Ireland is a popular destination for overseas property investors, due to its strong economy, beautiful scenery, and friendly people. However, the Irish property market is also one of the most expensive in Europe. In 2023, the average house price in Ireland is €386,000, which is 39% below its pre-crisis peak of 2007.
Despite the high prices, there is still a strong demand for overseas property in Ireland. This is due to a number of factors, including:
- The Irish economy is growing strongly. In 2022, Ireland’s GDP grew by 4.6%. This is the fastest growth rate in the eurozone.
- Ireland is a popular tourist destination. In 2022, Ireland received over 10 million visitors. This is a significant increase from the pre-pandemic level of 8.5 million visitors.
- Ireland has a young and growing population. The median age in Ireland is 37.8 years. This is the youngest median age in the European Union.
If you are thinking of selling your property in Ireland, there are a few things you should keep in mind:
- Get your property valued. It is important to get a realistic valuation of your property before you put it on the market. You can do this by hiring a professional valuer or by using an online valuation tool.
- Market your property to overseas investors. There are a number of ways to do this, such as listing your property on international property websites or working with a real estate agent who specializes in overseas buyers.
- Be prepared to negotiate. The Irish property market is competitive, so be prepared to negotiate on the sale price of your property.
- Work with a qualified real estate agent. A qualified real estate agent can help you navigate the process of selling property to an overseas investor and ensure that you get the best possible price for your property.
Here are some additional tips for selling property in Ireland:
- Make sure your property is in good condition. Overseas investors are often looking for properties that are in good condition and require minimal repairs.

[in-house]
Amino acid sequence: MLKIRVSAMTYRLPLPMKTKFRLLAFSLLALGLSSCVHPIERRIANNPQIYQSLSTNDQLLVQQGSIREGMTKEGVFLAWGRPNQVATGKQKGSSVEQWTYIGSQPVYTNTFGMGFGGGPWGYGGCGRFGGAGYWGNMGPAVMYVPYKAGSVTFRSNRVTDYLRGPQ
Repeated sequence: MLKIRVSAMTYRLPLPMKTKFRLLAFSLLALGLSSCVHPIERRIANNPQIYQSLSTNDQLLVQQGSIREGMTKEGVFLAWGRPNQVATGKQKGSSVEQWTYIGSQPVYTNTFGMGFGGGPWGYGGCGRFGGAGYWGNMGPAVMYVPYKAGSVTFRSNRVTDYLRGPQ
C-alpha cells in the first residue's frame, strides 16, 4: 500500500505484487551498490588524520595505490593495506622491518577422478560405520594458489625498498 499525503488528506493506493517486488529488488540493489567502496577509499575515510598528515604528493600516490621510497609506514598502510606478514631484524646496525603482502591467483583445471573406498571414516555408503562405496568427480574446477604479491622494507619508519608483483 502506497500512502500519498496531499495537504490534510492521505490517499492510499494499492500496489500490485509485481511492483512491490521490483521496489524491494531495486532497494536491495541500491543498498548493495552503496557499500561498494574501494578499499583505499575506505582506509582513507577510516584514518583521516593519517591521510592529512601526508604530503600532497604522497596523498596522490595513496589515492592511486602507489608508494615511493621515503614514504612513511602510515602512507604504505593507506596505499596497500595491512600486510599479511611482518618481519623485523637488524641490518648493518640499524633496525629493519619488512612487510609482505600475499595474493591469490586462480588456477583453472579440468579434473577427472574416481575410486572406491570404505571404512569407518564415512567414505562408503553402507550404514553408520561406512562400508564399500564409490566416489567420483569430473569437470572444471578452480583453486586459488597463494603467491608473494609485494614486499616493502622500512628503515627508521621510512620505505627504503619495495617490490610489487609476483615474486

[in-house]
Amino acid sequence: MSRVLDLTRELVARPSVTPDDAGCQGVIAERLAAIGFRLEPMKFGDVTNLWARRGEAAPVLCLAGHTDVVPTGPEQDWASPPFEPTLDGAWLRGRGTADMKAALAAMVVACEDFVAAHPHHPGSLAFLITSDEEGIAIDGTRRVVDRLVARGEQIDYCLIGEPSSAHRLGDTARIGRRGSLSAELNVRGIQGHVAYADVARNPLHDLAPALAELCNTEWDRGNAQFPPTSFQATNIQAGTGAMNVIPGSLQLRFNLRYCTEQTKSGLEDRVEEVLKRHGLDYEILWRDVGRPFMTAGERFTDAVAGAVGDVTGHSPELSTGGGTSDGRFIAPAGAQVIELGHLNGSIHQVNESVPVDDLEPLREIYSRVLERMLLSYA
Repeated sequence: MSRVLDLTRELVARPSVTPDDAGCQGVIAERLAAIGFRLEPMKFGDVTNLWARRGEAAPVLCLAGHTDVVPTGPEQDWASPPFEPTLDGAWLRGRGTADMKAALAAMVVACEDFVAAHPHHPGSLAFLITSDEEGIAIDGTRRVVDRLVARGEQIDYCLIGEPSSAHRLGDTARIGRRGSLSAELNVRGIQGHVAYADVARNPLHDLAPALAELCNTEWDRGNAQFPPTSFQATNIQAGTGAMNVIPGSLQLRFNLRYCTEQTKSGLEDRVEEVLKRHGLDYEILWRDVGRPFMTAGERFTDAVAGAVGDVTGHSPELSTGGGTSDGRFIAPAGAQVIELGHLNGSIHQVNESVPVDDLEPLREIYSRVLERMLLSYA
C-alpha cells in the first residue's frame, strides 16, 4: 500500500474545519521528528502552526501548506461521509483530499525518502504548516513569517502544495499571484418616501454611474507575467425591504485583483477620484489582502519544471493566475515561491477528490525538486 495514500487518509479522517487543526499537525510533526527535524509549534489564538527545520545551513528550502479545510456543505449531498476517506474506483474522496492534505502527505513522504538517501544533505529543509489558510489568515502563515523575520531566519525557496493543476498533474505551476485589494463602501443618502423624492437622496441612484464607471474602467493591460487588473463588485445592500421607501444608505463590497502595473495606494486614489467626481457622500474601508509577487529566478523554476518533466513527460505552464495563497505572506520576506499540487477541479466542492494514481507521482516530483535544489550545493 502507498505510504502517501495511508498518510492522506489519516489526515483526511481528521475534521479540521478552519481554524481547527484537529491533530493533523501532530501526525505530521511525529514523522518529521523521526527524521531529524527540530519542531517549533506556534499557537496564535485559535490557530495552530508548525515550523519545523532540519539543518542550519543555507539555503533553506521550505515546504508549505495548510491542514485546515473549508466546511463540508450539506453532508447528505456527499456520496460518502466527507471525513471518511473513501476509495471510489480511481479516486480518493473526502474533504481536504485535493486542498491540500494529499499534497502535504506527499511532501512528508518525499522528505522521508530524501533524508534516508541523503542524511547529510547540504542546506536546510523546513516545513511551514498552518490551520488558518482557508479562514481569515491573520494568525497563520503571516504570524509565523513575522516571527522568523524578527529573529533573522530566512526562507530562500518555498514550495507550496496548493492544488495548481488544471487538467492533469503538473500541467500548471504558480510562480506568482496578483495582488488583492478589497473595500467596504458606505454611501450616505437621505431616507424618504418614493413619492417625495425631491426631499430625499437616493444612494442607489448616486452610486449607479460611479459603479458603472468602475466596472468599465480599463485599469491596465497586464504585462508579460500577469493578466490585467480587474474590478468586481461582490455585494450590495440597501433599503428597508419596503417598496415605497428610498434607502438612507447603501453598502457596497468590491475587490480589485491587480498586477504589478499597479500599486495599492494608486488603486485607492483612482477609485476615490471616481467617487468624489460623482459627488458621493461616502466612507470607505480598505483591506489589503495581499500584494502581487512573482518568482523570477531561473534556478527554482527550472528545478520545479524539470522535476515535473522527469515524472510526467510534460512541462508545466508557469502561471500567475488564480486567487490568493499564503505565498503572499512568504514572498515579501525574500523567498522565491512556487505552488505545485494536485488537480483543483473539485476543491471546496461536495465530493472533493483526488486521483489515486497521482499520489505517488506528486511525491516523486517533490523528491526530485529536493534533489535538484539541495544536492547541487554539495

- Be prepared to provide documentation. Overseas investors may need to provide additional documentation, such as proof of funds and a visa, in order to complete the sale of the property.
- Be patient. It may take longer to sell your property to an overseas investor than it would to a domestic buyer. This is because overseas investors often have to go through a more complex buying process.
Overall, selling property in Ireland can be a rewarding experience. However, it is important to be realistic about your expectations and to take the necessary steps to prepare your property for sale.
Ireland’s resurgence can be attributed to Dublin, which has one of the best performing housing markets in Europe, especially in posh neighbourhoods such as Ballsbridge and Ranelagh. The bidding for homes in this part of the world is highly competitive, often, properties sell for 20 percent over the asking price.
Ireland has many things going in its favour – it is the fastest growing economy in the eurozone. Ireland achieved an economic growth rate of 4.6% last year. But there are serious concerns that we may be at the beginning of another real estate bubble in Ireland.
These concerns have been expressed by top economists such as Colm McCarthy, who said, “there is another house price bubble under way in the Dublin area.” This is despite the fact that home prices in Ireland are still 39 percent below their pre-crisis peak of 2007. Indeed, according to Knight Frank, Ireland pretty much “languished at the foot of the table” from 2009 to last year.
However, economists such as Colm McCarthy have warned about the rising threat of homelessness for many families due to property prices becoming unaffordable for a majority of Irish. They allude to the fact that even simple three-bedroom and four-bedroom homes in middle class suburbs of Dublin are today unaffordable for many families in Ireland.
Mr. McCarty writes in the Independent, “Notwithstanding the efforts by the Central Bank to keep mortgage credit under control, some extraordinary prices have been quoted recently for the small parcels of land that become available.” He warns about the Dublin land prices which have risen to unaffordable levels.
Similar concerns have been voiced by the Paris-based economic think-tank OECD about an emerging real estate bubble in Ireland. The OECD warned, “Pent-up demand after a long crisis may result in stronger private spending than projected. Strong property prices may boost construction activity further in the short run, but also risk sparking another spiral of higher property prices and credit.”
The OECD is emphatic that “Ireland’s still high debt leaves it particularly vulnerable to any re-emergence of the banking and sovereign debt crisis”.
A powerful documentary by UTV Ireland titled, ‘Insight: Is the Property Bubble Back?’ investigated the state of the property market in Ireland. It found that average rents in Dublin are higher than ever before, and the surging home prices here are forcing the middle class to buy homes in commuter towns such as Wicklow and Naas.
There is no question that there is every reason to be concerned about the state of the real estate market in Ireland, but it cannot be denied that there is a huge interest in the country from cash rich overseas investors, from Britain as well as from emerging nations such as China. The overseas property market in Ireland may be an expensive one, but it has never been more desirable than it is now.